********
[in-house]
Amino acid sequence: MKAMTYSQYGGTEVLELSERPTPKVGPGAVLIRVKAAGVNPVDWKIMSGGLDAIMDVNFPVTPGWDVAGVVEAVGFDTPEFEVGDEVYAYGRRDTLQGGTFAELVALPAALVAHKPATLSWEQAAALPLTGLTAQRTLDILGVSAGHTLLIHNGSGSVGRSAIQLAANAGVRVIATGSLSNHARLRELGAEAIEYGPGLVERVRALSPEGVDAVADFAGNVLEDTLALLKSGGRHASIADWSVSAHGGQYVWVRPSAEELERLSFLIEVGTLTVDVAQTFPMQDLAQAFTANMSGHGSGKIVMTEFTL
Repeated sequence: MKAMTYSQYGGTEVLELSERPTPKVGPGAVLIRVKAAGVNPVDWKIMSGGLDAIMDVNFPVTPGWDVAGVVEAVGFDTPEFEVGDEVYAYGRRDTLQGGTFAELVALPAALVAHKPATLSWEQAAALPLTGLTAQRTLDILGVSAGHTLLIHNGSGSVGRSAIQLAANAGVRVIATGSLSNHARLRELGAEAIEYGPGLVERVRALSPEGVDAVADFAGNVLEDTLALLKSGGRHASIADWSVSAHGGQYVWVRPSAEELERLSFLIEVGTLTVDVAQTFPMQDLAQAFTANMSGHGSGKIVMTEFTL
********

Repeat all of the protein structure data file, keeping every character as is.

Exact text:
[in-house]
Amino acid sequence: MKAMTYSQYGGTEVLELSERPTPKVGPGAVLIRVKAAGVNPVDWKIMSGGLDAIMDVNFPVTPGWDVAGVVEAVGFDTPEFEVGDEVYAYGRRDTLQGGTFAELVALPAALVAHKPATLSWEQAAALPLTGLTAQRTLDILGVSAGHTLLIHNGSGSVGRSAIQLAANAGVRVIATGSLSNHARLRELGAEAIEYGPGLVERVRALSPEGVDAVADFAGNVLEDTLALLKSGGRHASIADWSVSAHGGQYVWVRPSAEELERLSFLIEVGTLTVDVAQTFPMQDLAQAFTANMSGHGSGKIVMTEFTL
Repeated sequence: MKAMTYSQYGGTEVLELSERPTPKVGPGAVLIRVKAAGVNPVDWKIMSGGLDAIMDVNFPVTPGWDVAGVVEAVGFDTPEFEVGDEVYAYGRRDTLQGGTFAELVALPAALVAHKPATLSWEQAAALPLTGLTAQRTLDILGVSAGHTLLIHNGSGSVGRSAIQLAANAGVRVIATGSLSNHARLRELGAEAIEYGPGLVERVRALSPEGVDAVADFAGNVLEDTLALLKSGGRHASIADWSVSAHGGQYVWVRPSAEELERLSFLIEVGTLTVDVAQTFPMQDLAQAFTANMSGHGSGKIVMTEFTL